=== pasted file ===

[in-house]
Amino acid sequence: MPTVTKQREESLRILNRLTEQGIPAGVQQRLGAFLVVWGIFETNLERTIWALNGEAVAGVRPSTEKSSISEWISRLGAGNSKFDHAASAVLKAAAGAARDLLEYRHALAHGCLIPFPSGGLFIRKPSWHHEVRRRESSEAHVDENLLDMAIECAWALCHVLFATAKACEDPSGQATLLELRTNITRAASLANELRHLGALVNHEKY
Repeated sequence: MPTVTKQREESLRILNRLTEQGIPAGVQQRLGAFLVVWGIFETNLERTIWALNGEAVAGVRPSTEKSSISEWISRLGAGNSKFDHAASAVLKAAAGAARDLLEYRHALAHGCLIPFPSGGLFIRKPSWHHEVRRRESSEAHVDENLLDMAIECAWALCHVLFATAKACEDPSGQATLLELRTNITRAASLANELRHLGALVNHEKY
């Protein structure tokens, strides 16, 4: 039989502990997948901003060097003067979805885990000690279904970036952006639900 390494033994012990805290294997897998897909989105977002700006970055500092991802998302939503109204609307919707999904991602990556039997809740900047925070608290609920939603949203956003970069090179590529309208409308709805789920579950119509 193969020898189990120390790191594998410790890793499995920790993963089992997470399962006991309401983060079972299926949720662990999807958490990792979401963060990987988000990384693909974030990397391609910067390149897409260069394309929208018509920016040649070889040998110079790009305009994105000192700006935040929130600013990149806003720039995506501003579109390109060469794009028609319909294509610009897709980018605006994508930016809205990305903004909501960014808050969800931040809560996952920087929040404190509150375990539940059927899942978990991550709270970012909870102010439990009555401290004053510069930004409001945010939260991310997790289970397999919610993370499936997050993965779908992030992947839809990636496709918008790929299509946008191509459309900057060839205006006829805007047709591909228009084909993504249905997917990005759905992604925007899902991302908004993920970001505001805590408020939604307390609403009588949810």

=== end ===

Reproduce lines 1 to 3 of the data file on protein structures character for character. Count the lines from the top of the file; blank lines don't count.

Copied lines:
[in-house]
Amino acid sequence: MPTVTKQREESLRILNRLTEQGIPAGVQQRLGAFLVVWGIFETNLERTIWALNGEAVAGVRPSTEKSSISEWISRLGAGNSKFDHAASAVLKAAAGAARDLLEYRHALAHGCLIPFPSGGLFIRKPSWHHEVRRRESSEAHVDENLLDMAIECAWALCHVLFATAKACEDPSGQATLLELRTNITRAASLANELRHLGALVNHEKY
Repeated sequence: MPTVTKQREESLRILNRLTEQGIPAGVQQRLGAFLVVWGIFETNLERTIWALNGEAVAGVRPSTEKSSISEWISRLGAGNSKFDHAASAVLKAAAGAARDLLEYRHALAHGCLIPFPSGGLFIRKPSWHHEVRRRESSEAHVDENLLDMAIECAWALCHVLFATAKACEDPSGQATLLELRTNITRAASLANELRHLGALVNHEKY